Smithsonian Moves Toward Returning Benin Bronzes

The head of the Smithsonian Institution’s National Museum of African Art said Friday that museum officials have removed its Benin Bronzes from display and plan to begin the process of potentially repatriating the priceless West African artifacts that were looted by the British Army more than a century ago.

The announcement makes the Smithsonian the latest Western cultural institution — and one of the most prominent to date — to agree to explore returning items that were stolen in 1897 from Benin City, in what is now Nigeria.

The move was first reported by The Art Newspaper. A spokeswoman for the Smithsonian Institution confirmed the accuracy of the report.

“I can confirm that we have taken down the Benin Bronzes we had on display and we are fully committed to repatriation where it is warranted,” the museum’s director, Ngaire Blankenberg, said in an email to The New York Times. “We cannot build for the future without making our best effort at healing the wounds of the past.”

Writing to The Times from Lagos, Nigeria, where she said she is working on a series of artistic and institutional collaborations, Blankenberg also emphasized that the Benin Bronze process is part of “a much wider context and strategy,” and that the conditions that “gave rise to the Bronzes being looted in the first place and displayed in museums around the world must never happen again.”

The National Museum of African Art has 16 objects with provenance dating back to the 1897 raid, Blankenberg said. Ten of the objects were on display and have now been taken down. “There may be others in our collection,” Blankenberg said, “but we are still doing research.”

Linda St. Thomas, a spokeswoman for the Smithsonian Institution, said that while the National Museum of African Art is committed to repatriation, it is “at the beginning of a process” with the Benin Bronzes. To remove an artifact from a Smithsonian collection, officials must thoroughly research the provenance of objects in question, have the works appraised by outside experts and discuss the return of objects with relevant parties.

The Benin Bronzes are high-value objects, and deaccessioning them will require approval from the Smithsonian Secretary and the Smithsonian’s Board of Regents, St. Thomas said. When the process is complete, the Smithsonian will consider returning artifacts to their original home if they have been requested, she added.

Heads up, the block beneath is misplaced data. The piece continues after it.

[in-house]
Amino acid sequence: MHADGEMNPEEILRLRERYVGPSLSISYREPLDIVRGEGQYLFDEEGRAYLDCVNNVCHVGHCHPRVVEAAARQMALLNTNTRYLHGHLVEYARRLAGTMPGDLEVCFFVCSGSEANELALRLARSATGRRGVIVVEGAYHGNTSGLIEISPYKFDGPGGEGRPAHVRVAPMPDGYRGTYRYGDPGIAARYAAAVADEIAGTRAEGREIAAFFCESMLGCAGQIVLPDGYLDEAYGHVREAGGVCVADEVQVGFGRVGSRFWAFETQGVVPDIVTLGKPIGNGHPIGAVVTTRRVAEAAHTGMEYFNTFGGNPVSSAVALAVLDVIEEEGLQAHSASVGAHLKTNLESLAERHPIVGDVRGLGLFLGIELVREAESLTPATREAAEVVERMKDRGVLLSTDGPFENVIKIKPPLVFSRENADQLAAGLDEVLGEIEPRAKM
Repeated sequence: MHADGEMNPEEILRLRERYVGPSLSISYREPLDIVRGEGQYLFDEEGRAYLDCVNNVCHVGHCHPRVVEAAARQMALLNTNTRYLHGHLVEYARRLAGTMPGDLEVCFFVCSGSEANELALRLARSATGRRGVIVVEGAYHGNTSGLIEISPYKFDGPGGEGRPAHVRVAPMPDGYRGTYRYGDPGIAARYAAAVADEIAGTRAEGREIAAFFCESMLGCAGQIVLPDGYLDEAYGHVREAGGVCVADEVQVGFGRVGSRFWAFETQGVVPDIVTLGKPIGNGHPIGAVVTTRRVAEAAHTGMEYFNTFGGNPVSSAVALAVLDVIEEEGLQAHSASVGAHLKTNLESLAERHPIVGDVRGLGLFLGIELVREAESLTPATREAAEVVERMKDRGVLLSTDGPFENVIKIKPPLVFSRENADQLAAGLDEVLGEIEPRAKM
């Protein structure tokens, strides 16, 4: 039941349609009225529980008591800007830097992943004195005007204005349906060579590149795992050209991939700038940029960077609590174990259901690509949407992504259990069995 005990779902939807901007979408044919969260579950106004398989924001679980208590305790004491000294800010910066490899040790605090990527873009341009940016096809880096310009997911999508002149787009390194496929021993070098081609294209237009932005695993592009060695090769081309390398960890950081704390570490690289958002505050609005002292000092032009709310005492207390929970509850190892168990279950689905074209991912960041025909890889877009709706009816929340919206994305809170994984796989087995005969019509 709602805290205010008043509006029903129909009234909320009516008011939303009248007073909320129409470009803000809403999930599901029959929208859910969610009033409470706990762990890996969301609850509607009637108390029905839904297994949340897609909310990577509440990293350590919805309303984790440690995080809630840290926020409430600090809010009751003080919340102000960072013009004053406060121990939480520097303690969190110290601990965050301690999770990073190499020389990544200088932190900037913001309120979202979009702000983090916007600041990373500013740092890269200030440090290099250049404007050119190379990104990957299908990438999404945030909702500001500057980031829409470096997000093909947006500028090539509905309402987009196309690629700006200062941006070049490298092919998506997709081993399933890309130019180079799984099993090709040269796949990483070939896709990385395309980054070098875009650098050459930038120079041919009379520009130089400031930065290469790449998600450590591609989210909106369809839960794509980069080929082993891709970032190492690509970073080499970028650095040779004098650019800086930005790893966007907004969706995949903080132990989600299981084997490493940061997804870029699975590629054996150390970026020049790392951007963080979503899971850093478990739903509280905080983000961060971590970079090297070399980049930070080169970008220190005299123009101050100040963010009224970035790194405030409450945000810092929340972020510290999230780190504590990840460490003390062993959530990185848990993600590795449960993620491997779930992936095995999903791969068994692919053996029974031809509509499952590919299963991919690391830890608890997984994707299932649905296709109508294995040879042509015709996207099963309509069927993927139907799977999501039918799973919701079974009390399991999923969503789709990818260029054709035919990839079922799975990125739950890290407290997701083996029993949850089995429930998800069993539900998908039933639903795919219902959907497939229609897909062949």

Since the British Army’s raid on the ancient Kingdom of Benin, thousands of items have been scattered through museums and private collections around the world. And in recent years, a movement to return the brass plaques, carved elephant tusks, ivory leopard statues and wooden heads that are collectively known as the Benin Bronzes has gained steam.

Plans are underway to open a museum — the Edo Museum of West African Art — in Benin City as early as 2026 if enough money can be raised. The space, which is being designed by the architect David Adjaye, is expected to house at least 300 Benin Bronzes, which will come mainly from the collections of 10 major European museums.

Nigeria’s artists, historians, activists and royals have been clamoring for decades to get the pieces back. But there has been considerable resistance over the years from institutions that have at times argued that their global collections serve “the people of every nation.” In Europe, where collections often belong to the state, museums sometimes insisted that they were not empowered to decide whether to return artworks.

But in more recent years, as conversations about racism and the legacy of colonialism have proliferated, some Western museums have softened to the idea of loaning — or in some cases fully repatriating — the Benin Bronzes in their possession.

In April, Germany said it would return a “substantial” number of Benin Bronzes next year. Two months later, the Metropolitan Museum of Art announced that it would return two brass plaques from its collection and had brokered the return of a third object that had been offered to the museum for sale.

Alex Marshall and Sarah Bahr contributed reporting.